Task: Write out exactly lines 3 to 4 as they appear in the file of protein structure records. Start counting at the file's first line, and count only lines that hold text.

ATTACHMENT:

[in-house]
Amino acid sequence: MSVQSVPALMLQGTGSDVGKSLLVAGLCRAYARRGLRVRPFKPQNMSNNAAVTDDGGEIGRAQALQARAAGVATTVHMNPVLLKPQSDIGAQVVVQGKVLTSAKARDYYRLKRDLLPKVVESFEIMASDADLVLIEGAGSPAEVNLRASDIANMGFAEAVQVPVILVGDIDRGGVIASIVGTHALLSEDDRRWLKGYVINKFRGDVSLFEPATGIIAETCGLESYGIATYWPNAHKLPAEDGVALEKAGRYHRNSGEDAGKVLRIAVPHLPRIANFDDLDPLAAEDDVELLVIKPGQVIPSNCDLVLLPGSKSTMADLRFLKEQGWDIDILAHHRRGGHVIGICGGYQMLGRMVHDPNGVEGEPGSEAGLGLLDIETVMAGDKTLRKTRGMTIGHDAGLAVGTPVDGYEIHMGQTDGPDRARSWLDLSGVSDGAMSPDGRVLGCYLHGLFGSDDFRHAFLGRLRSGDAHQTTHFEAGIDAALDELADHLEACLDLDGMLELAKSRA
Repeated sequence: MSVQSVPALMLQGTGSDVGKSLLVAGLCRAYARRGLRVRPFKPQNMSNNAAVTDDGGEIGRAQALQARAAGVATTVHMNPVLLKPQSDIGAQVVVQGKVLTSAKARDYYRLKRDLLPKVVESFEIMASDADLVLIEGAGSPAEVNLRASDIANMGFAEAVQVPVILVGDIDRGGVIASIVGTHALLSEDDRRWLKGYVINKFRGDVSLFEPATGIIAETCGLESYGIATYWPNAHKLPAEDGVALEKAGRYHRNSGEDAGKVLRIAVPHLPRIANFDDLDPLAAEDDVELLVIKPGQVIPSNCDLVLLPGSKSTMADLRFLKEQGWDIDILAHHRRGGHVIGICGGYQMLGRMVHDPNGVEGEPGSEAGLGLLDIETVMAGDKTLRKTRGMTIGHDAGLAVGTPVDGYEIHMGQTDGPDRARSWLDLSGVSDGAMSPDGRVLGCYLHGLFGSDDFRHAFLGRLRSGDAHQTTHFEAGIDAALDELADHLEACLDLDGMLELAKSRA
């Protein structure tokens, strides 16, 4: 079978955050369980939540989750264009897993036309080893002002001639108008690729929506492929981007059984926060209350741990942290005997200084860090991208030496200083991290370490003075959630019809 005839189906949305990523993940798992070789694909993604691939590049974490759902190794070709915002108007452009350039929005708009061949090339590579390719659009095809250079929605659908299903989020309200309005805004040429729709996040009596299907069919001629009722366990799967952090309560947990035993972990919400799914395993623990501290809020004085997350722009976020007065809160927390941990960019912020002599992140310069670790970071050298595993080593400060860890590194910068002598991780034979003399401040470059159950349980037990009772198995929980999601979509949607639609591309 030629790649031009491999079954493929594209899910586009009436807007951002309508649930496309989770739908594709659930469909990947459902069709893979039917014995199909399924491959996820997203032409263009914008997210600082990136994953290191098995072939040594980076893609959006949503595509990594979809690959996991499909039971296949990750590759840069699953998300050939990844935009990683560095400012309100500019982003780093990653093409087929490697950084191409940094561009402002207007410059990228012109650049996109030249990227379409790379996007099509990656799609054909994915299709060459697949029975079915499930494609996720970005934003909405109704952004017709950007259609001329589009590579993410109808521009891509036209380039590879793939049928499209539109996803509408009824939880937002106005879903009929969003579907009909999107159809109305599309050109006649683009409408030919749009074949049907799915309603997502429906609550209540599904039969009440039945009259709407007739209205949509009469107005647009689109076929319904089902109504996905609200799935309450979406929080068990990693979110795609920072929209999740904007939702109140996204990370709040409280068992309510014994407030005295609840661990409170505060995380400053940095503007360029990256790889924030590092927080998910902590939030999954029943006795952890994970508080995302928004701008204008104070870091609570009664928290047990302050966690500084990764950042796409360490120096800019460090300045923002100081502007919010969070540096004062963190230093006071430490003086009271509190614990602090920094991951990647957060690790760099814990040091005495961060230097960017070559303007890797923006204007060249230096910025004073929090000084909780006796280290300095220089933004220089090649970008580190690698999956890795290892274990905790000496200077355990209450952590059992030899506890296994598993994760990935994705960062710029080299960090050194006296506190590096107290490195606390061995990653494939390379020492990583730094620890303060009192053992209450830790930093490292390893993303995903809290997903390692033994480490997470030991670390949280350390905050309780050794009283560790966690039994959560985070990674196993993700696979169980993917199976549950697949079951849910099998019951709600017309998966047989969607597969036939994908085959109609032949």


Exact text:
Repeated sequence: MSVQSVPALMLQGTGSDVGKSLLVAGLCRAYARRGLRVRPFKPQNMSNNAAVTDDGGEIGRAQALQARAAGVATTVHMNPVLLKPQSDIGAQVVVQGKVLTSAKARDYYRLKRDLLPKVVESFEIMASDADLVLIEGAGSPAEVNLRASDIANMGFAEAVQVPVILVGDIDRGGVIASIVGTHALLSEDDRRWLKGYVINKFRGDVSLFEPATGIIAETCGLESYGIATYWPNAHKLPAEDGVALEKAGRYHRNSGEDAGKVLRIAVPHLPRIANFDDLDPLAAEDDVELLVIKPGQVIPSNCDLVLLPGSKSTMADLRFLKEQGWDIDILAHHRRGGHVIGICGGYQMLGRMVHDPNGVEGEPGSEAGLGLLDIETVMAGDKTLRKTRGMTIGHDAGLAVGTPVDGYEIHMGQTDGPDRARSWLDLSGVSDGAMSPDGRVLGCYLHGLFGSDDFRHAFLGRLRSGDAHQTTHFEAGIDAALDELADHLEACLDLDGMLELAKSRA
């Protein structure tokens, strides 16, 4: 079978955050369980939540989750264009897993036309080893002002001639108008690729929506492929981007059984926060209350741990942290005997200084860090991208030496200083991290370490003075959630019809 005839189906949305990523993940798992070789694909993604691939590049974490759902190794070709915002108007452009350039929005708009061949090339590579390719659009095809250079929605659908299903989020309200309005805004040429729709996040009596299907069919001629009722366990799967952090309560947990035993972990919400799914395993623990501290809020004085997350722009976020007065809160927390941990960019912020002599992140310069670790970071050298595993080593400060860890590194910068002598991780034979003399401040470059159950349980037990009772198995929980999601979509949607639609591309 030629790649031009491999079954493929594209899910586009009436807007951002309508649930496309989770739908594709659930469909990947459902069709893979039917014995199909399924491959996820997203032409263009914008997210600082990136994953290191098995072939040594980076893609959006949503595509990594979809690959996991499909039971296949990750590759840069699953998300050939990844935009990683560095400012309100500019982003780093990653093409087929490697950084191409940094561009402002207007410059990228012109650049996109030249990227379409790379996007099509990656799609054909994915299709060459697949029975079915499930494609996720970005934003909405109704952004017709950007259609001329589009590579993410109808521009891509036209380039590879793939049928499209539109996803509408009824939880937002106005879903009929969003579907009909999107159809109305599309050109006649683009409408030919749009074949049907799915309603997502429906609550209540599904039969009440039945009259709407007739209205949509009469107005647009689109076929319904089902109504996905609200799935309450979406929080068990990693979110795609920072929209999740904007939702109140996204990370709040409280068992309510014994407030005295609840661990409170505060995380400053940095503007360029990256790889924030590092927080998910902590939030999954029943006795952890994970508080995302928004701008204008104070870091609570009664928290047990302050966690500084990764950042796409360490120096800019460090300045923002100081502007919010969070540096004062963190230093006071430490003086009271509190614990602090920094991951990647957060690790760099814990040091005495961060230097960017070559303007890797923006204007060249230096910025004073929090000084909780006796280290300095220089933004220089090649970008580190690698999956890795290892274990905790000496200077355990209450952590059992030899506890296994598993994760990935994705960062710029080299960090050194006296506190590096107290490195606390061995990653494939390379020492990583730094620890303060009192053992209450830790930093490292390893993303995903809290997903390692033994480490997470030991670390949280350390905050309780050794009283560790966690039994959560985070990674196993993700696979169980993917199976549950697949079951849910099998019951709600017309998966047989969607597969036939994908085959109609032949």